|Nordic Semiconductor NRF24L01||6||2 x €3.73 + €17.60 (check)|
|Nordic Semiconductor NRF24L01||4||0, received as replacement parts|
|Raspberry Pi||1||Approximately €30|
|Raspberry Pi Camera Module||1||€36.33 (check value)|
|Raspberry Pi Wifi module||1||€29.14 (check)|
|Arduino Uno||2||0, was readily available|
|Battery for Raspberry Pi||1||€49.90 (check)|
|S10 Twister Buggy||1||0, already available|
|PC racing set (inc. 2 x pedal, 1x wheel)||1||0, available at the start of the project|
|Double layered PCB board||1|
0, received from design factory
|Total price (check)||€170.43|
The car is controlled with the wheel and pedal set via radio communication. The front tires are turned using the steering wheel and accelerating, braking and reversing is done with the pedals. Like in a real car, the right pedal is the accelerator and the left pedal is the brake. However, reversing is also done with the brake pedal. The brake pedal will cause the car to reverse if pressed when the car is not moving forward. It should be noted that beginning reversing has a bit of delay, about one to two seconds, so the user should take caution when starting to reverse.
The onboard camera streams live video to a PC using wifi allowing the user to observe the surroundings of the car remotely and to control the car without it being in line-of-sight. The onboard camera can be rotated horizontally and vertically. The rotation is done by turning the knobs which are attached to the steering wheel's base. The knob that is mounted horizontally to the side of the steering wheel's base controls the vertical orientation of the camera and the knob that is attached vertically on the top of the base controls the horizontal orientation.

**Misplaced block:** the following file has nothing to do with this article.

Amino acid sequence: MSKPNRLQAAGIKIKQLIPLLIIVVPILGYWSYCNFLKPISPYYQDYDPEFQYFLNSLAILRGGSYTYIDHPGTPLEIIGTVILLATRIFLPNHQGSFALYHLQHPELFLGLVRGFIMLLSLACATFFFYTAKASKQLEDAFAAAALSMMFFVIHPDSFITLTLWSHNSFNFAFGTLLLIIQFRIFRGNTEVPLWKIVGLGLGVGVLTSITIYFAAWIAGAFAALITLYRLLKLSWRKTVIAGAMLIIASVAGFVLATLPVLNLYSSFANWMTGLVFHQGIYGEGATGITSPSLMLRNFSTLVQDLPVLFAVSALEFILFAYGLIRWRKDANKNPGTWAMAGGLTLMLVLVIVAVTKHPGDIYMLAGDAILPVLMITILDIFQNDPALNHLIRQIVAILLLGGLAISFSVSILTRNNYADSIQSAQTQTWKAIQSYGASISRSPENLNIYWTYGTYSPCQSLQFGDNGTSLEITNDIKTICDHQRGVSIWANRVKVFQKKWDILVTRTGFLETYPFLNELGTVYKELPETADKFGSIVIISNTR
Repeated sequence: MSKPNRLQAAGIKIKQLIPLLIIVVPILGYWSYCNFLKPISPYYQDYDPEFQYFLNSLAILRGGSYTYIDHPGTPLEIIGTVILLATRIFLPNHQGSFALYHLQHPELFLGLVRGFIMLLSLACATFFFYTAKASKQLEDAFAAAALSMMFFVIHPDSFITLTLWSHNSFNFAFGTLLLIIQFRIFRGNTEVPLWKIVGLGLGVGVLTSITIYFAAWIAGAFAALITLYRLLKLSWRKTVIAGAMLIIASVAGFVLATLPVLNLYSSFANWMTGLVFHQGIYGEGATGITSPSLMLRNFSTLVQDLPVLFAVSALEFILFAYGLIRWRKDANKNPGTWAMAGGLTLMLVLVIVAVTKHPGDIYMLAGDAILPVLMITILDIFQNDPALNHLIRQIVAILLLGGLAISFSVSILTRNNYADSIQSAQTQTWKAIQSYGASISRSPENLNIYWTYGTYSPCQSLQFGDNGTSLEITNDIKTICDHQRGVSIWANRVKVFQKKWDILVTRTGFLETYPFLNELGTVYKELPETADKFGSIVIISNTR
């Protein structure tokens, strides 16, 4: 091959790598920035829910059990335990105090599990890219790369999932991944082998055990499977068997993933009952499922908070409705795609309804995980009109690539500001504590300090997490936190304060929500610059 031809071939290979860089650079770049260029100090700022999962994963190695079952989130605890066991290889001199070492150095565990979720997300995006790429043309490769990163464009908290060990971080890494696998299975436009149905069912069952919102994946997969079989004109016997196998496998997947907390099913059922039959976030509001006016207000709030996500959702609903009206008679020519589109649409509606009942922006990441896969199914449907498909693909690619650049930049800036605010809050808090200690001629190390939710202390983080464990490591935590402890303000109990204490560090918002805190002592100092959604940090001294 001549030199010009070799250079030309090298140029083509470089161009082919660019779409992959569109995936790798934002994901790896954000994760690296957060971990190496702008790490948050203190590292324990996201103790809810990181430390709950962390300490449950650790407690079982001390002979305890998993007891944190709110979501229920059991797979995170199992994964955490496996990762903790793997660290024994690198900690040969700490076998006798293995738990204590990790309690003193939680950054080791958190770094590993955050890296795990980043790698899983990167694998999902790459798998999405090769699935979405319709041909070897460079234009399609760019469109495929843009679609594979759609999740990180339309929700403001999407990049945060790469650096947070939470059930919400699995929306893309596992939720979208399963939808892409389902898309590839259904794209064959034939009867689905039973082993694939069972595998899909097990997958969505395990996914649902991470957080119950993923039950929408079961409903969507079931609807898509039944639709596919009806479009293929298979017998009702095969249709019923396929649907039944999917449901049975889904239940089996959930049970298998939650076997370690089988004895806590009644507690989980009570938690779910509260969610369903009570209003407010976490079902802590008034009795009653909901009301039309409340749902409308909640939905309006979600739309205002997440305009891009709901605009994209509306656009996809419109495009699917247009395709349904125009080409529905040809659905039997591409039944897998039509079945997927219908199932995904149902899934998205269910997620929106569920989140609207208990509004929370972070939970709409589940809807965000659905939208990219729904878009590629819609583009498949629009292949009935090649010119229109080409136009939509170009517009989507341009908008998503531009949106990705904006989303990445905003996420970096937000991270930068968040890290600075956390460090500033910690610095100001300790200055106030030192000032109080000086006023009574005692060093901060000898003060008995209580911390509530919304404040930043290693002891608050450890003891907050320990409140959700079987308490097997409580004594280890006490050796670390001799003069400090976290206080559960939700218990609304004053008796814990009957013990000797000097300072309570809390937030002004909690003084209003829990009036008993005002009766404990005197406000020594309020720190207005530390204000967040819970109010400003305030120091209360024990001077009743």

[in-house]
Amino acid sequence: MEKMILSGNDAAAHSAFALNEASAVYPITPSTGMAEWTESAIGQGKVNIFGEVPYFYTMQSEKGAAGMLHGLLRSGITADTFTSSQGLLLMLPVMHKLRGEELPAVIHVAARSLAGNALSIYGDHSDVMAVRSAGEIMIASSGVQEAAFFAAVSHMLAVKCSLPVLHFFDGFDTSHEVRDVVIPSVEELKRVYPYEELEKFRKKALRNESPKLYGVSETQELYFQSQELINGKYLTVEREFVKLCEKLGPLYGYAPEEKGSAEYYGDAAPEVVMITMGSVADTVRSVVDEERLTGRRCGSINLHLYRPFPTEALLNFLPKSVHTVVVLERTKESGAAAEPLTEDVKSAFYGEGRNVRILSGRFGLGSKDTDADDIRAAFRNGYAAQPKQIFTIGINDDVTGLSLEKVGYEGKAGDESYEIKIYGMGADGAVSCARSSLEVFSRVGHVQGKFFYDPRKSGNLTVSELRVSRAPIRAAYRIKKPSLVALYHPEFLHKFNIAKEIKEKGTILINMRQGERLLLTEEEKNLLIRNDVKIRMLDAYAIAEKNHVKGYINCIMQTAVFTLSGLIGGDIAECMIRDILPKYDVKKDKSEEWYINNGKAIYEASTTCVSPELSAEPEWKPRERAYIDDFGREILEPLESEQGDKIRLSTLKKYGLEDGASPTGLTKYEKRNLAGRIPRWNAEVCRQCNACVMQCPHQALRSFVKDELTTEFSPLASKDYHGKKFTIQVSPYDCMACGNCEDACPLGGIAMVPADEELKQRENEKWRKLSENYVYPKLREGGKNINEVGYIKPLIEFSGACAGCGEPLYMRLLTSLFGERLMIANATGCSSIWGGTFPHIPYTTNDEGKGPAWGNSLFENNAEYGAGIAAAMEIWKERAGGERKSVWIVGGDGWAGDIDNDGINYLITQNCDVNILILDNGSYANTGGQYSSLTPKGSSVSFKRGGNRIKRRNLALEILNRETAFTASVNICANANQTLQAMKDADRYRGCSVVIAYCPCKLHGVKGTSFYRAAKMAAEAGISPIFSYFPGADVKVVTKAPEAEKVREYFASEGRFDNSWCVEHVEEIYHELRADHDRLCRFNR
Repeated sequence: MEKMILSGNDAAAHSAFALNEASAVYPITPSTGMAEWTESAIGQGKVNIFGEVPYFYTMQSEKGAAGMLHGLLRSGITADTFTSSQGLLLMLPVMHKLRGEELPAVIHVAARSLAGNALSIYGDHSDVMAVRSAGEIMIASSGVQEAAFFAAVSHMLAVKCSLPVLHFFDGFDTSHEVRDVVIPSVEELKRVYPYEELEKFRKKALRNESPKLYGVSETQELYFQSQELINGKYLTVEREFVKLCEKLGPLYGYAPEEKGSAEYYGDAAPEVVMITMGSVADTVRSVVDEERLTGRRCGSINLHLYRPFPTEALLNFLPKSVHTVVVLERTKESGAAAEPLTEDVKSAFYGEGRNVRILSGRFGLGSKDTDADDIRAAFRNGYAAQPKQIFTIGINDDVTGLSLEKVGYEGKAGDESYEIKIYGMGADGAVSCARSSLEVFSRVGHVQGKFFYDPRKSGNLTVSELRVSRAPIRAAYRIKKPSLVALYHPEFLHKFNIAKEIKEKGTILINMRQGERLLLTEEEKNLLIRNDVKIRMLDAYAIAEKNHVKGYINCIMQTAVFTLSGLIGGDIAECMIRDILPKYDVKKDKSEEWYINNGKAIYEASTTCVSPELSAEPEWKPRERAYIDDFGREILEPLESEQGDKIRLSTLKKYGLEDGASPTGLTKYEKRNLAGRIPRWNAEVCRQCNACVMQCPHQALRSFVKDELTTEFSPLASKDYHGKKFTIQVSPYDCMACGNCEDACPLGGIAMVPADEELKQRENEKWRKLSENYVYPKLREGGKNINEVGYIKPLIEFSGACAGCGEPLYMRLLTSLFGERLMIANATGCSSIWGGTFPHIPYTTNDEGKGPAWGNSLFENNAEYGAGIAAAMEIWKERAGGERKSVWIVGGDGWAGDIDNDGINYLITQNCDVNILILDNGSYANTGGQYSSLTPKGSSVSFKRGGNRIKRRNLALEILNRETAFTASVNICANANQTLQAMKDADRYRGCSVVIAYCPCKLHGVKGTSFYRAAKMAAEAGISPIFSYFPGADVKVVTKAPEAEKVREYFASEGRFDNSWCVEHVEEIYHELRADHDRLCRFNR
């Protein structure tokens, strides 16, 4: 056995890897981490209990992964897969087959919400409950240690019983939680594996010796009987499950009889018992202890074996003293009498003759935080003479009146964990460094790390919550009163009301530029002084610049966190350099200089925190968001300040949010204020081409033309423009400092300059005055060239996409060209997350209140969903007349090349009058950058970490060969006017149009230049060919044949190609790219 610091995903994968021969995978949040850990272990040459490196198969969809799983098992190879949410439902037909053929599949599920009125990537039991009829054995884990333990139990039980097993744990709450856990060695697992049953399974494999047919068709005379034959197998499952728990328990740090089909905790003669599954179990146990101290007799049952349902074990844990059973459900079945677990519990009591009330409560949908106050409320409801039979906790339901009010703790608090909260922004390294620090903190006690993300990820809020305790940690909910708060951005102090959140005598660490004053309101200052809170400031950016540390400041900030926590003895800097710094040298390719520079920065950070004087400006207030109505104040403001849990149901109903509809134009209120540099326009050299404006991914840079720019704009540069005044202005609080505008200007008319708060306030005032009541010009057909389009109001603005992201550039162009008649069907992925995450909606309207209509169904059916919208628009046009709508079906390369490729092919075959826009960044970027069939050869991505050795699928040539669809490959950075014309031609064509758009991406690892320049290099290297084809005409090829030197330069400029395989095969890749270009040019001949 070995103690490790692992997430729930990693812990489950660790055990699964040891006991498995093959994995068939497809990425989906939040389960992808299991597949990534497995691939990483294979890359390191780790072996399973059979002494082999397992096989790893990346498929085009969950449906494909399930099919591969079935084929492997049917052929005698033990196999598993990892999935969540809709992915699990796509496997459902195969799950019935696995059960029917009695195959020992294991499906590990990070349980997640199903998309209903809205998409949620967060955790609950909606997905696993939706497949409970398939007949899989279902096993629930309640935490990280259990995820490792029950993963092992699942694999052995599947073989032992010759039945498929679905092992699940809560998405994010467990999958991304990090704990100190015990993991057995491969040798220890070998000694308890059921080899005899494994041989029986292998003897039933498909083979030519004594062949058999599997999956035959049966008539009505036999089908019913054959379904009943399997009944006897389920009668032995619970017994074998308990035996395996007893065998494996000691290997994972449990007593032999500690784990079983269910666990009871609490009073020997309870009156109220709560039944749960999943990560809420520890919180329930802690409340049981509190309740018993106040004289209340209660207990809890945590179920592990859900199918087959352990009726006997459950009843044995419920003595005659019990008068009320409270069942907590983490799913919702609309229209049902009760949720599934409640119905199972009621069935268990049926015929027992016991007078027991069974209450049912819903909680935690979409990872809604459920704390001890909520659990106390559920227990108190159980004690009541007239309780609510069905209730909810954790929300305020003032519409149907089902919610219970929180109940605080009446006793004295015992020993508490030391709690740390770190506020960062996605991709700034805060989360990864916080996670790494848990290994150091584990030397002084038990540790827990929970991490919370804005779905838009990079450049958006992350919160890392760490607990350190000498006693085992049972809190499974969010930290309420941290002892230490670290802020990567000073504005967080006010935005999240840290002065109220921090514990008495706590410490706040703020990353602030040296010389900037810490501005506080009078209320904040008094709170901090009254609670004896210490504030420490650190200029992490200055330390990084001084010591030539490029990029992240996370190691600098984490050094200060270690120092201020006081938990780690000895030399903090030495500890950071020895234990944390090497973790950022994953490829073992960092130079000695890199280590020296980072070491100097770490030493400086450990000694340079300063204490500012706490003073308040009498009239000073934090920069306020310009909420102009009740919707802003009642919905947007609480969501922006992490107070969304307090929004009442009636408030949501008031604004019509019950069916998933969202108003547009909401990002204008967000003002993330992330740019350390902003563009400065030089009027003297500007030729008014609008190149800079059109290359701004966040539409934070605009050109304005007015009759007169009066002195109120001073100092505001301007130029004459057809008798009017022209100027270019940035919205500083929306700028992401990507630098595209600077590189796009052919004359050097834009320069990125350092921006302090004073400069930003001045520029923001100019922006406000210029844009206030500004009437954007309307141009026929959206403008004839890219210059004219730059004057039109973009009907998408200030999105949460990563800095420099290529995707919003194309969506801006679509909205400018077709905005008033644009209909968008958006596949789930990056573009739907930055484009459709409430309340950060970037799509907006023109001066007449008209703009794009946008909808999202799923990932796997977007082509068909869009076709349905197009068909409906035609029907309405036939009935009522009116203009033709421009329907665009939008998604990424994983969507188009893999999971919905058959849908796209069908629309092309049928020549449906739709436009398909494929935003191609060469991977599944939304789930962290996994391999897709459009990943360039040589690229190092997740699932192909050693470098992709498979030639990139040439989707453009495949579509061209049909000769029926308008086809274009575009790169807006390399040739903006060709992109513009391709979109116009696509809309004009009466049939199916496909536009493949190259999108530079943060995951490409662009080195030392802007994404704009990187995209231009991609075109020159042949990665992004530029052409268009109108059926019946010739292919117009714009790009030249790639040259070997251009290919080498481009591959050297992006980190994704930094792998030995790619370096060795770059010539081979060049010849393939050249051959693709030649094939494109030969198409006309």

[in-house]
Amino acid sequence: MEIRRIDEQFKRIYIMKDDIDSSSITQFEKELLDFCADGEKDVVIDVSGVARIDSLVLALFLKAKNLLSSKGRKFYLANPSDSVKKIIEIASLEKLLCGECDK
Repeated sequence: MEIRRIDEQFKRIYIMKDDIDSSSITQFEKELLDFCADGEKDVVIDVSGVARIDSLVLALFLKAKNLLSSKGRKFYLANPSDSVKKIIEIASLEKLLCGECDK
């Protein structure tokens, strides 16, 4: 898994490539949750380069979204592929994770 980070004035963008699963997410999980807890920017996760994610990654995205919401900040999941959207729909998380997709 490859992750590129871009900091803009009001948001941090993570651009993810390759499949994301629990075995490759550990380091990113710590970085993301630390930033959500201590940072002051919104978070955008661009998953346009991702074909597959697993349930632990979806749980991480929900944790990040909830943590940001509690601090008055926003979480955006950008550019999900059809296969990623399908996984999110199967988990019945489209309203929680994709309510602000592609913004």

The range of the radio communications is about 30 meters. The range of the video streaming depends on the reach of the wifi network being used.
Conclusion and suggestions for improvements
In the end, the system worked quite well. Controlling the car with the steering wheel and pedals was extremely responsive. The camera streaming did have a 0.2 second delay which made it somewhat difficult to control the car using only the video footage. At the start of the project, the lag was significantly higher, in the range of about 1 second, so we did manage to bring that down. This was done by switching the video streaming program from VLC to Gstreamer and by reducing the resolution of the video stream. The delay could be further reduced by making the image black-and-white which reduces the amount of data per frame by approx. 30 %.
There was also another issue with the video streaming on the Mechatronics Circus day because the video stream has to be sent to the PC via a router. On the day of the circus the router at the mechatronics lab had extreme levels of traffic to the point of being overloaded. This meant that the video stream was very laggy as the router failed to process most of the frames. This issue could have been solved by using our own router.
During the project we had severe problems with the radio module that was attached to the Arduino on the car. We burnt a total of seven radio modules before we managed to solve the issues. There was a loose ground connection on our PCB and we also switched the method of supplying voltage to the Arduino from using the Vin pin to using the power supply plug in order to avoid potential issues with the regulator. We also added a capacitor to the voltage input pin of the radio module because at times the module can draw more current than the Arduino can supply it with. These issues could have been avoided by being more careful when creating the electrical connections and by doing more research on the radio module and Arduino.